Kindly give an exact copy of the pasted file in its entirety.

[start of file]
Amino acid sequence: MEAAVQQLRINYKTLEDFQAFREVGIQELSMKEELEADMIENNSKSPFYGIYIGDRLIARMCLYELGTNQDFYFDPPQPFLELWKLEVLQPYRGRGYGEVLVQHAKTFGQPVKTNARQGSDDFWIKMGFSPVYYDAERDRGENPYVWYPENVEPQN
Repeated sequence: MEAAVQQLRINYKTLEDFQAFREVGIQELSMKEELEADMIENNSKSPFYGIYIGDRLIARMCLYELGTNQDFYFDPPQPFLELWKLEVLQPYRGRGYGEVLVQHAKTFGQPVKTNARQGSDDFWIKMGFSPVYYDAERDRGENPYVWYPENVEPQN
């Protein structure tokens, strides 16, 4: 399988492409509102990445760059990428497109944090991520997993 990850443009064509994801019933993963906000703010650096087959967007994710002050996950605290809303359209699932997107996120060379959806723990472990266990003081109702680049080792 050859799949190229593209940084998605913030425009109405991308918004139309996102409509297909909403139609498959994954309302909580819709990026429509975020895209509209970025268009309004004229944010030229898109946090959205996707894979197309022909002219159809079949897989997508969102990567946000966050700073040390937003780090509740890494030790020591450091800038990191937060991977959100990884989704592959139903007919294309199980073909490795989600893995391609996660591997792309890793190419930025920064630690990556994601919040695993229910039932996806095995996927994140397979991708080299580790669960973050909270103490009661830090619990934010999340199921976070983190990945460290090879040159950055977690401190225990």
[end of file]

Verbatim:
Amino acid sequence: MEAAVQQLRINYKTLEDFQAFREVGIQELSMKEELEADMIENNSKSPFYGIYIGDRLIARMCLYELGTNQDFYFDPPQPFLELWKLEVLQPYRGRGYGEVLVQHAKTFGQPVKTNARQGSDDFWIKMGFSPVYYDAERDRGENPYVWYPENVEPQN
Repeated sequence: MEAAVQQLRINYKTLEDFQAFREVGIQELSMKEELEADMIENNSKSPFYGIYIGDRLIARMCLYELGTNQDFYFDPPQPFLELWKLEVLQPYRGRGYGEVLVQHAKTFGQPVKTNARQGSDDFWIKMGFSPVYYDAERDRGENPYVWYPENVEPQN
């Protein structure tokens, strides 16, 4: 399988492409509102990445760059990428497109944090991520997993 990850443009064509994801019933993963906000703010650096087959967007994710002050996950605290809303359209699932997107996120060379959806723990472990266990003081109702680049080792 050859799949190229593209940084998605913030425009109405991308918004139309996102409509297909909403139609498959994954309302909580819709990026429509975020895209509209970025268009309004004229944010030229898109946090959205996707894979197309022909002219159809079949897989997508969102990567946000966050700073040390937003780090509740890494030790020591450091800038990191937060991977959100990884989704592959139903007919294309199980073909490795989600893995391609996660591997792309890793190419930025920064630690990556994601919040695993229910039932996806095995996927994140397979991708080299580790669960973050909270103490009661830090619990934010999340199921976070983190990945460290090879040159950055977690401190225990």